Candace Chellew-Hodge reacts to a new marriage equality poll:
While only 29 percent of those polled said they would support same-sex marriage, those numbers shot up 14 percent if assurances were made that by law “no church or congregation would be required to perform marriages for gay couples.” Never mind that no church at this very moment is required to marry anyone, gay or straight; that simple assurance means that 43 percent of all adults and 60 percent of younger adults would suddenly support same-sex marriage.
What level of paranoia and ignorance would lead people to believe that the government could force churches to perform marriages they disapprove of? I guess the kind of paranoia and ignorance advanced by the GOP base. But check out this fascinating story about China and marriage equality. The idea has swiftly taken hold in the country's still vulnerable gay rights movement:
Li's research in cities suggests about 91% of people are happy to work with gay colleagues - a higher rate than in US surveys - and that 30% back gay marriage.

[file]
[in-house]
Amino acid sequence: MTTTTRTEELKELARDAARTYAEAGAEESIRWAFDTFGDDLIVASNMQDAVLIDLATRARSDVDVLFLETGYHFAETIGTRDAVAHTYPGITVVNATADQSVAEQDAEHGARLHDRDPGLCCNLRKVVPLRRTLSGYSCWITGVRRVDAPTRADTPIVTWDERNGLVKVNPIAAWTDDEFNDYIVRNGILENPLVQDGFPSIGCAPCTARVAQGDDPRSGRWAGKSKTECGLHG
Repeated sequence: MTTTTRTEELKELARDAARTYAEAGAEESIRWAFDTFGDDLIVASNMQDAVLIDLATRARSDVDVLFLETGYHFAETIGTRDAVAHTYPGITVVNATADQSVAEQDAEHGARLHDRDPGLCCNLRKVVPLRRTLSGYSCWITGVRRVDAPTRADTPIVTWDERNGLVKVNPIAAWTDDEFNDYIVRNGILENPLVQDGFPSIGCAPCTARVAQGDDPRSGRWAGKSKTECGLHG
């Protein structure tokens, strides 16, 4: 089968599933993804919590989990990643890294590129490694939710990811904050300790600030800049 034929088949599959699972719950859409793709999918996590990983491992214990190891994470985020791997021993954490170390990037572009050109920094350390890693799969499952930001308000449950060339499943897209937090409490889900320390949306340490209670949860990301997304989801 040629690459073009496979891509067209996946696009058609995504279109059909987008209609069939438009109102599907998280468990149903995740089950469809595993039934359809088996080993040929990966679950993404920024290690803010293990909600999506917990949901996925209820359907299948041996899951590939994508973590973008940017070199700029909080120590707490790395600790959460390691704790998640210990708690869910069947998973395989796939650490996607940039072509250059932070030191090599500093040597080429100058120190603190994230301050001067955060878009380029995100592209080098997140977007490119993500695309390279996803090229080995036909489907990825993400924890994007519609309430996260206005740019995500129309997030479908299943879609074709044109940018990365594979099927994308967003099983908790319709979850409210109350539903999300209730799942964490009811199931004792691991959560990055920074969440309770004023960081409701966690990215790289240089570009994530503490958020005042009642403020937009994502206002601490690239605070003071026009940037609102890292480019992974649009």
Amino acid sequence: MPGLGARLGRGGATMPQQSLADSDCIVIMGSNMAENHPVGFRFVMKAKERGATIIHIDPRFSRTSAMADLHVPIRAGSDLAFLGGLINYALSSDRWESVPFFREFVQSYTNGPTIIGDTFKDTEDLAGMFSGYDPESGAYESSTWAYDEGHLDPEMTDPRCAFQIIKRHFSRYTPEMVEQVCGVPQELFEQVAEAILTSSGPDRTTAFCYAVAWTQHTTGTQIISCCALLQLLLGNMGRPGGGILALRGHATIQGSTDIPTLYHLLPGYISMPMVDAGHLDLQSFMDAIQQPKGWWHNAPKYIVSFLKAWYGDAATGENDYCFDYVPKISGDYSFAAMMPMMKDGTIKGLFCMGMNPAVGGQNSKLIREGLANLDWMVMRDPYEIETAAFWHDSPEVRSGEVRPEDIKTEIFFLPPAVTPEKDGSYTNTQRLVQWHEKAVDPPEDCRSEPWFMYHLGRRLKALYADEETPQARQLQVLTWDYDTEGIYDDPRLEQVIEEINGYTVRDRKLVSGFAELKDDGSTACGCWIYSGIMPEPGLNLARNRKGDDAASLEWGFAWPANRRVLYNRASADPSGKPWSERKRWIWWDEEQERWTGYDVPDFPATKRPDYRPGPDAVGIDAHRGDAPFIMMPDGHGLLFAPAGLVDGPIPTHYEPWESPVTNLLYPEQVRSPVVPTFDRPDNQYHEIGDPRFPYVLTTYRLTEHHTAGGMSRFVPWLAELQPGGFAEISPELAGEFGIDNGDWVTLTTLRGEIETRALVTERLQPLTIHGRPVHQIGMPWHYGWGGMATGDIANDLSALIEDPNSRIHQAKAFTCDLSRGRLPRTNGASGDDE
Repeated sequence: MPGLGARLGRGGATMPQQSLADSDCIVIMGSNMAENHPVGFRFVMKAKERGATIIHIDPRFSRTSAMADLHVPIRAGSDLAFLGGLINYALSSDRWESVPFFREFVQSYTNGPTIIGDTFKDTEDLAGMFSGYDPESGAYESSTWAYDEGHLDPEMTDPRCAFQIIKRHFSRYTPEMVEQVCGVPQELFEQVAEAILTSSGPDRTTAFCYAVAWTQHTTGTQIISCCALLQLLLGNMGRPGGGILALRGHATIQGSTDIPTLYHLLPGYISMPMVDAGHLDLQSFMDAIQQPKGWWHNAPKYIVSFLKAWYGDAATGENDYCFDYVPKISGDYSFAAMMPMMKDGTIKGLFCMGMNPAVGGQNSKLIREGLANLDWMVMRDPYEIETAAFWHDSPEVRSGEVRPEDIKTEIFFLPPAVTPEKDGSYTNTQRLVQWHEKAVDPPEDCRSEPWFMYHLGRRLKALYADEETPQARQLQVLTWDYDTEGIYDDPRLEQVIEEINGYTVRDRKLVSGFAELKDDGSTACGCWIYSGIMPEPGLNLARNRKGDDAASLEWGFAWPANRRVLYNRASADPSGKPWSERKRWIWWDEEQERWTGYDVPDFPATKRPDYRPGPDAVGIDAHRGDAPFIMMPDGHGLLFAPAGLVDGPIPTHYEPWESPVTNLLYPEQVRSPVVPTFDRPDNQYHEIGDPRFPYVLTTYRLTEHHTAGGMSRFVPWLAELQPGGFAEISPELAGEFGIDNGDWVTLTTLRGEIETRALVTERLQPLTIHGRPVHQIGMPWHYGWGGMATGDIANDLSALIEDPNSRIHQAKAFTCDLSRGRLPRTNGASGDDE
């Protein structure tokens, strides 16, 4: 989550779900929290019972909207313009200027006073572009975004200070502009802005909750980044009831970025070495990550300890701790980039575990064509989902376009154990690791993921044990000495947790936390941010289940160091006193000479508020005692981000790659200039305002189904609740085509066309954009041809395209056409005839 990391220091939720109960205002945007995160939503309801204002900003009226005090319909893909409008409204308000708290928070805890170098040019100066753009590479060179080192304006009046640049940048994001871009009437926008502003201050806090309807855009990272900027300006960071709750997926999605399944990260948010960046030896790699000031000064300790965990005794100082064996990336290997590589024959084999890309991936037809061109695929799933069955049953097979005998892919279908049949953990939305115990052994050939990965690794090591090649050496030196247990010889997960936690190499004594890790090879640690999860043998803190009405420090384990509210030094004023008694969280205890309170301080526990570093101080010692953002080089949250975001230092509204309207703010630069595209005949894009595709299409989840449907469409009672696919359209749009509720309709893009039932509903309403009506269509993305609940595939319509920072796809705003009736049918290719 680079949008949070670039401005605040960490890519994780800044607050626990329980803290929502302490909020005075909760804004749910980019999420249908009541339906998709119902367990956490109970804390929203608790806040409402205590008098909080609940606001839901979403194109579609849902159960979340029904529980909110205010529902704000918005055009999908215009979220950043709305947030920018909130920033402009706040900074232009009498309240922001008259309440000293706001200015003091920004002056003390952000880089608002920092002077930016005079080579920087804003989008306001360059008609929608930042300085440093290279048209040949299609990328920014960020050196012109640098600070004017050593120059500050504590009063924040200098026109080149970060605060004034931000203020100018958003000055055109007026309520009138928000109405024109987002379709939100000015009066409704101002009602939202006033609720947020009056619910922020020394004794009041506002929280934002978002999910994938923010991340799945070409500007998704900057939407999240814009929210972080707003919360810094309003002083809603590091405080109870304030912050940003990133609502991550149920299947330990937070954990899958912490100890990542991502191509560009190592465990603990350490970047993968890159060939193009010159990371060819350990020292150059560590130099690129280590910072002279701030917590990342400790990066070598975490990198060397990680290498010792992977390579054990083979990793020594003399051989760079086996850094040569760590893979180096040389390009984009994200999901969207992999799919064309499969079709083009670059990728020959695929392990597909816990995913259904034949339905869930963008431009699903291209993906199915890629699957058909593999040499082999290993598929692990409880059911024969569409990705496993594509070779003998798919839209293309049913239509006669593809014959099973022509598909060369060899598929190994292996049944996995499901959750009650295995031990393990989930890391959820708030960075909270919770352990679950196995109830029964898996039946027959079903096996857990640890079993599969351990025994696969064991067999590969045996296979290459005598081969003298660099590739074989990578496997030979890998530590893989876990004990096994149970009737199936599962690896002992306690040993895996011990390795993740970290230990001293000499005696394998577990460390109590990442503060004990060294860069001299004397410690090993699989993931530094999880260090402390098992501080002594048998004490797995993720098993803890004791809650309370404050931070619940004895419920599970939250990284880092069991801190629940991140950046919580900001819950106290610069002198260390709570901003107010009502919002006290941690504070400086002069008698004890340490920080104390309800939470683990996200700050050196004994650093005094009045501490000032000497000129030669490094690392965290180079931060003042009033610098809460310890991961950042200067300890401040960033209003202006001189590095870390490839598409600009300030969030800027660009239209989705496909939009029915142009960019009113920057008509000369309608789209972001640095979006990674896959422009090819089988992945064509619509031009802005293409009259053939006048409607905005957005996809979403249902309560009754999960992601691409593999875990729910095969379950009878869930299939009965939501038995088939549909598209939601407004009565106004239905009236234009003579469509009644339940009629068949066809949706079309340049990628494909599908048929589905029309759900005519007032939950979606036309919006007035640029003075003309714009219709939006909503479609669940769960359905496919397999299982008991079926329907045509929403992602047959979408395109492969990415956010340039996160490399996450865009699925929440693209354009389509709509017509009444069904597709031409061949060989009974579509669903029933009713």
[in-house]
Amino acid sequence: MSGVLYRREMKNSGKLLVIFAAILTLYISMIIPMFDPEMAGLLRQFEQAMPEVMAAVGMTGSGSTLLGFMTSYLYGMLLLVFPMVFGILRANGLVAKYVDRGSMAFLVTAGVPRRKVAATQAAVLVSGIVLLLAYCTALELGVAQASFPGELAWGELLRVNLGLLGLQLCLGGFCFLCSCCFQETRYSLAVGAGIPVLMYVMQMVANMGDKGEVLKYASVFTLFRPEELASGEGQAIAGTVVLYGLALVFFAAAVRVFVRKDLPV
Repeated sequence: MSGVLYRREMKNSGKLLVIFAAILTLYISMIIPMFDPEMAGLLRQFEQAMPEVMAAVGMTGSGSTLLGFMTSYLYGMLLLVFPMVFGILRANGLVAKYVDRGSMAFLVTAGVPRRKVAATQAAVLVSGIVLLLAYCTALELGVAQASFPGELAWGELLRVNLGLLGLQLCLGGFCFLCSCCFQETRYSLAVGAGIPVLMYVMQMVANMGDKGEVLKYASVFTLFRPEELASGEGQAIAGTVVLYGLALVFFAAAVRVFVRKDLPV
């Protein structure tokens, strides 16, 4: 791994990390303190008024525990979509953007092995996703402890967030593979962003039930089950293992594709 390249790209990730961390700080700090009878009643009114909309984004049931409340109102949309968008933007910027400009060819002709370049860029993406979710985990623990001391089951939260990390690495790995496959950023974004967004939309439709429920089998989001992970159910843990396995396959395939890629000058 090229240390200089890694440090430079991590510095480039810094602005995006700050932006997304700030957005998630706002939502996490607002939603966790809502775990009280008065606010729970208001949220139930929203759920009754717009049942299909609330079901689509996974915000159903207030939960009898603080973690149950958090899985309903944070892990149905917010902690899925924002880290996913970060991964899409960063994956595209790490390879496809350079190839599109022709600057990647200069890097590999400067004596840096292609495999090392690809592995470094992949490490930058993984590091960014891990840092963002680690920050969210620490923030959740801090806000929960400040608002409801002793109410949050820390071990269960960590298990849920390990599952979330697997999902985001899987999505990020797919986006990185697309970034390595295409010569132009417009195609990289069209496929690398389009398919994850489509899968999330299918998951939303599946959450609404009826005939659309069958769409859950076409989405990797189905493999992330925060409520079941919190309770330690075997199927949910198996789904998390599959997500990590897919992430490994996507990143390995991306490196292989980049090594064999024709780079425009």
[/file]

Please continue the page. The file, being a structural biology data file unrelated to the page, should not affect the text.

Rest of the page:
She argues that Chinese culture has historically been more tolerant than others: "We don't have religions which are absolutely against homosexuality, for example. But the pressure to marry is huge - far greater than in the west." Han, 27, thinks her parents know she is a lesbian. "But my mum told me I must have experience of marriage, no matter how long it lasts. I don't think she hopes to change my sexuality, she just thinks my life will be more stable," said the media professional.
If you decouple the notion of "family" from fundamentalist religion, same-sex marriage is revealed as the socially conservative reform it actually is. Wouldn't it be amazing if China got there first?
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